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Standard Lines: The Theoretical Foundations of Backdoor Draws
IntroductionIn this article
- How many outs does a backdoor draw really have?
- Why raising for a free card isn't helpful
- Why backdoor draws are meaningless in No Limit Hold'em
Backdoor draws, or runner-runner draws, are draws that need to hit on both the turn and the river in order to improve to a made hand.
a) You have A K on a 9 2 6 flop.
This gives you a backdoor flush draw (BDFD).
b) You have Q T on a J 4 6 flop.
This gives you a backdoor straight draw (BDSD).
Backdoor draws aren't particularly strong, but they can make the difference in close call situations. When you are torn between calling and folding on the flop, having a backdoor can be the reason for staying in the hand.
This article will teach you how to accurately estimate the strength (# of outs) of a backdoor draw. The following chart should give you a basic impression of how many outs you can give yourself for various backdoor draws.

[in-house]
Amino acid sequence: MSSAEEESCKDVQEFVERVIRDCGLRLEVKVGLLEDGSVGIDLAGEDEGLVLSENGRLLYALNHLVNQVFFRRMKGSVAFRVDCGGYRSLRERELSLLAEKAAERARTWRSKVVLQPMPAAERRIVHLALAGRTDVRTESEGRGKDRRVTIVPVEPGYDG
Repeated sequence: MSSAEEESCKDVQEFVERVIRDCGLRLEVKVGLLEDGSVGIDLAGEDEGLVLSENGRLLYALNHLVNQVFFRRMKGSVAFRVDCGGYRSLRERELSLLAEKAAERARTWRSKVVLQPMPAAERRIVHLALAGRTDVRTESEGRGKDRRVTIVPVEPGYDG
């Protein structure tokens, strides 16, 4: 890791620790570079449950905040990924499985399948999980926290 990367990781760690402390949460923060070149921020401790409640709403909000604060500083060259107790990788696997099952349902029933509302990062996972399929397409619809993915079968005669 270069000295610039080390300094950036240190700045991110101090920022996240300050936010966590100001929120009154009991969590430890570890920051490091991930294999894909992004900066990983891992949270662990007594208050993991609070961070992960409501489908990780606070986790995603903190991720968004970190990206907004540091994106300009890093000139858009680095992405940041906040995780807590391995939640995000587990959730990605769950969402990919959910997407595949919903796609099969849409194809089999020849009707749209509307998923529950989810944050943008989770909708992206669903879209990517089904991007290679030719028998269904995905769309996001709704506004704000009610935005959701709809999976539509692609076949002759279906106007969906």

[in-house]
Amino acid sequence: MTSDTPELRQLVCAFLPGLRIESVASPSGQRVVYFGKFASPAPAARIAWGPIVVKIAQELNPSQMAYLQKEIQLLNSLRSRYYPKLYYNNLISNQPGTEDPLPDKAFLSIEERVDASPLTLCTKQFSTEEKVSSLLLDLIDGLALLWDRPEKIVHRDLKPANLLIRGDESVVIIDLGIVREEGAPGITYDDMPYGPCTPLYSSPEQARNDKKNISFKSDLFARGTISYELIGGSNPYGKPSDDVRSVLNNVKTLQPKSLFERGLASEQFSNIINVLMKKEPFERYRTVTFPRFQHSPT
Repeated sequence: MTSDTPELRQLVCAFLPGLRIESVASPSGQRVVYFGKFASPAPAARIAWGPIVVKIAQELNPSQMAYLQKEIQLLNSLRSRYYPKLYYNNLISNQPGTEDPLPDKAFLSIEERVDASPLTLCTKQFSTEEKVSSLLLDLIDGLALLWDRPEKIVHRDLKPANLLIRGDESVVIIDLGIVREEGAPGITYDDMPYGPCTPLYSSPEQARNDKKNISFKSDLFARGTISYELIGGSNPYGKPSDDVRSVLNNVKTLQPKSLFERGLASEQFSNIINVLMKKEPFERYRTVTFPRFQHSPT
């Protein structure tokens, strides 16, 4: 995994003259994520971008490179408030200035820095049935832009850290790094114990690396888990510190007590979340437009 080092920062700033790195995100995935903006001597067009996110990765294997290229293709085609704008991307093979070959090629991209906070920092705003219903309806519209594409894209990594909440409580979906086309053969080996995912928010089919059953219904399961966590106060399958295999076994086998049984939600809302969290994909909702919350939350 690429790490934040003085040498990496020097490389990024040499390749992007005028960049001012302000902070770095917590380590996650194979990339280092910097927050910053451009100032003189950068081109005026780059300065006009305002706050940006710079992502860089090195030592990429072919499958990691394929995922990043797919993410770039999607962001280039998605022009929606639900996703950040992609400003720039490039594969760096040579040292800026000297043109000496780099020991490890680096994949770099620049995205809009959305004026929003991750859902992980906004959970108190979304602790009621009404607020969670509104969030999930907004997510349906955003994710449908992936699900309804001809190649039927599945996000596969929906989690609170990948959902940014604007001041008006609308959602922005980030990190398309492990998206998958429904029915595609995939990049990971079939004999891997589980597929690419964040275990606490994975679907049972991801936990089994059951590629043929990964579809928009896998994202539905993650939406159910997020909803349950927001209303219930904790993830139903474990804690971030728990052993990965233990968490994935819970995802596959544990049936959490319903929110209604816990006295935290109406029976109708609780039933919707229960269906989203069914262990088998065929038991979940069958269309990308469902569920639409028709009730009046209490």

Chart 1: Outs for various backdoor draws
As you can see, there is a big difference between a regular draw and a backdoor draw. The fact that you need to hit twice means you need to include your investments on both the flop and the turn when calculating your pot odds. But how exactly do you include the additional costs that will incur on the turn in your formula?
In order to do this, you need to develop a deeper understanding of odds and outs. This article will go into detail and explain how the values in Chart 1 were derived.
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